In line with Applied Crash Course in Trading Psychology I will look at the following questions at the end of each day:
- For each completed trade, who was in control? Was it the proficient trader inside me? Or was it the destructive George? What picture or image is evolving for both of these traders?
- How much of the trading session was spent “trading well”, and how much of the trading session was spent “trading badly”?
- How could I have increased the amount of impact that the proficient trader inside of me, had on the trading session?
- List and describe specific examples of good and bad trading from the day’s session.
- Why did I do the “bad trading”? What, such as specific events, or patterns of thought, caused it?
- What other observations, in the context of Chapter1, can I make?
Feb2 (Monday) trading session – 1W, 2L +0.23R – see here for charts
Key Points: Differentiate between entry and management, Patience, Completion of Candles, Greed and Fear are driving factors, Fear of missing out on price moves
1. a) Cable – A good portion of the destructive trader was at play in getting into the trade. The management was good – I stuck to the rules of where I had set the stop (I was really lucky with not getting taken out at 1.50335 quite early on) and in closing the trade ahead of the 1.30pm USD news. So in terms of management, it sounds like the proficient trader was in control.
b) DAX – Patient in getting into the trade – the proficient trader being in charge – and likewise not having been frustrated after missing out on a big move in DAX already after potentially spotting a bullish 123 setup at the 10700 level. However in contrast to the Cable trade, the destructive trader had quite some influence on the management of the trade. T1 around 10720 was driven largely by wanting to get some money off the table, and my experience/gut feel of how far price will go on penetrating a ’00 level from below. If the proficient trader had been in charge, he might have set a T1 closer to the prior high around 10750 – though leaving the tightened stop in the same place around 10720 (moving it up below the low of the candles)
c) Oil – same as with DAX – proficient trader in charge of the entry – but the destructive trader in control of the management – moving up the stop quite quickly to reduce the chance of incurring more loses and turning the daily result into a loser. Letting the stop just be would have resulted in a winning trade. So again the management seemed to have been driven by fear, rather than by chart analysis and sticking with the stops initially set. Price had not yet gone sufficiently into my favor to justify tightening the stop to that level.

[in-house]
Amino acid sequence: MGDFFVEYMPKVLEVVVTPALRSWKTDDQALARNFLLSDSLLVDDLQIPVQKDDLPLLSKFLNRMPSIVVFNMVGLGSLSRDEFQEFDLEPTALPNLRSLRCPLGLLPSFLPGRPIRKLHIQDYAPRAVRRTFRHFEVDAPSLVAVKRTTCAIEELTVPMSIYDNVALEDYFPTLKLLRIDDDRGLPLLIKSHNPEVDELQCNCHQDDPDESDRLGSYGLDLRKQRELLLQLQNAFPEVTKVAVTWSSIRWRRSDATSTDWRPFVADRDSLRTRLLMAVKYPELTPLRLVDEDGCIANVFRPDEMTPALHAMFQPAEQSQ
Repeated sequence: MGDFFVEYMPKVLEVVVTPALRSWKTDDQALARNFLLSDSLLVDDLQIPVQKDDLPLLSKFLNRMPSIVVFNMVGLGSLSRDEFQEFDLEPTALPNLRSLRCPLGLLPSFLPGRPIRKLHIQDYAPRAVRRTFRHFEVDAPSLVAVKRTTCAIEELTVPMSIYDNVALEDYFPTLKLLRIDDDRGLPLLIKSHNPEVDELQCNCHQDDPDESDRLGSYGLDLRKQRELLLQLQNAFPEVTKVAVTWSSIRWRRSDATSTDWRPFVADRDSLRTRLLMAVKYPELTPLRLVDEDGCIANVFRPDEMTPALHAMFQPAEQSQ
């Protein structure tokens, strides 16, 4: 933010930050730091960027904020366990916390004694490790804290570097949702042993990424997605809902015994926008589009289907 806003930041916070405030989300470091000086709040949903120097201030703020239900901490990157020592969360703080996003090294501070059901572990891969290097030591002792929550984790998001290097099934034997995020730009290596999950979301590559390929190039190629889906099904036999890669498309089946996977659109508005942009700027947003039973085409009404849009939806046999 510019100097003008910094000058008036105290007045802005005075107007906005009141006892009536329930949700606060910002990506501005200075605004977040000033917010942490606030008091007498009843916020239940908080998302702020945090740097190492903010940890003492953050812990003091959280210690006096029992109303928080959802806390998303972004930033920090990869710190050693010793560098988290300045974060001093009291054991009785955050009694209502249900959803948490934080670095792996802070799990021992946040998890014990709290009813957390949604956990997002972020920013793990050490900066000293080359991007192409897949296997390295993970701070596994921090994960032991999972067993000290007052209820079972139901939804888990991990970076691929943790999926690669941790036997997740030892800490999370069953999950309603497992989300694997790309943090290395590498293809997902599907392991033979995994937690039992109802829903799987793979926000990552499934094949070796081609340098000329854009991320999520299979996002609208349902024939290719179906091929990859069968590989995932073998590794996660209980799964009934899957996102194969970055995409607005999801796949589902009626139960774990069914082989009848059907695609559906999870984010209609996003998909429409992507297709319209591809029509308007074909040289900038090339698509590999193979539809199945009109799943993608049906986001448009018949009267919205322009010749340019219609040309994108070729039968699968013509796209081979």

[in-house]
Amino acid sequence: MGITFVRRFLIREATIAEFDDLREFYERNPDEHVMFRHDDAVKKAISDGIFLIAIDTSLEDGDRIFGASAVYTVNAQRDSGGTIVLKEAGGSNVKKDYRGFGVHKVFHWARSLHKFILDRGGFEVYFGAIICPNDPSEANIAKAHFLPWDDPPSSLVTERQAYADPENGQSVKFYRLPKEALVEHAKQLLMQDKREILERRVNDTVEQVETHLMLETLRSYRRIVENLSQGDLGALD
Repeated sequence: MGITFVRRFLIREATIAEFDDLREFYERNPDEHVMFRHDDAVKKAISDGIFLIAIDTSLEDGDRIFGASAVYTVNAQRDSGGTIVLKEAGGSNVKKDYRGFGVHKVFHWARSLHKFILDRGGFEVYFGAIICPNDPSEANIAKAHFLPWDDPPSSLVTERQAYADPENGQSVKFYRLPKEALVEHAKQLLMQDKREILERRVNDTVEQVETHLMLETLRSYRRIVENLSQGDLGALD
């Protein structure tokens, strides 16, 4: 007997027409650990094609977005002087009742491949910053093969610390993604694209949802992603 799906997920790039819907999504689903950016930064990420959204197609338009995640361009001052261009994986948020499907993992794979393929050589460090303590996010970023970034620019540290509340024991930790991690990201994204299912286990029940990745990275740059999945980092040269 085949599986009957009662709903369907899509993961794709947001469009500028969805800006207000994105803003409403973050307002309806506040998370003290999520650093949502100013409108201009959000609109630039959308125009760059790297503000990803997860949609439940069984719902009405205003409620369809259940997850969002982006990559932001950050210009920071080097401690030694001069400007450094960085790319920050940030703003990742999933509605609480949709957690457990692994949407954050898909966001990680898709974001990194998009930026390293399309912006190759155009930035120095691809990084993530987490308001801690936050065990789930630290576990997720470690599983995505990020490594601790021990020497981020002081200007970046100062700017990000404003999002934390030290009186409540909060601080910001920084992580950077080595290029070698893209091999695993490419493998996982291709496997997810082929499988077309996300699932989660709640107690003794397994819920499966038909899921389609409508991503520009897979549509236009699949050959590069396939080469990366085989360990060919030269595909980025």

2. All in all, patiently only entered into three trades – so was quite selective. That sounds like good trading. I was also not scared to get into trades – i.e. I took the setups that I saw. The only setup in question was the initial Oil setup (a bearish 123 setup) with which I felt uncomfortable.
However the destructive trader did have a fair amount of influence in either the entry and/or management of the completed trades.
3. I can increase the proficient trader’s amount of influence by exercise patience in waiting for candles to be completed and indicating a clear breakout or completion of a candle pattern. The biggest reason I sometimes get into a trade ahead of time (i.e. whilst the candle is still forming, or whilst a pattern is still being formed) is because I am scared of potentially missing out on a winning trade – so it’s a mixture of greed and fear. However waiting for this also regularly prevents me from getting into trades that turn out to be losers, and when looking at the chart afterwards, it becomes to difficult to justify an entry – now that the candles are painted on the chart for eternity. An example of trading prior to breakout (i.e. “bad trading”) was the Cable trade. Although the candle had closed, price had not broken out of the rectangle pattern.
An example of trading after the breakout was the DAX trade – I waited for a clean breakout of the rectangle pattern on the 5M chart, and only then did I enter the trade. Yes it meant that I was sacrificing a few pips – but who cares when it really reduces the odds of a losing trade?
Another example of me waiting for a clean break was this morning’s Oil trade – a bullish rectangle – although I gotta say – I am not having too much luck with these Oil trades lately!!!
This morning I was looking at shorting Cable just below 1.5000. The pattern for this was a descending triangle on both the 15M and 1H timeframes – but not the 5M chart. I therefore needed to wait for the completion of the 15M and 1H candles. Neither of the completed candles indicated a short entry – whereas trading on the basis of a “live” candle would have had the destructive George short around 1.4995 and end up with a losing trade as the market-makers seemed to play around with price in a 40 pip range prior to the UK 9.30am news. So I learned from what i did wrong yesterday.
4. Bad trading – not being patient to wait for completed candles and/or completed chart patterns – I am doing that when I am letting the destructive trader be in control – and he is driven by greed, fear and impatience.
Good trading – waiting for completed candles and/or completed chart patterns – the proficient trader is in control – exercising patience, knowing that he won’t catch all of the winning trades and moves – however he will also miss out on a greater proportion of losing trades – thus overall will be more profitable. He will on average also have fewer trades and thus spend less time in being exposed in the market.
5. The bad trading was most likely caused by the emotion of fear and greed – the worry/anxiety of missing out on potential moves in the market.
6. No further comment. I can’t believe how much I got out of just by looking over my trades with these questions in mind!!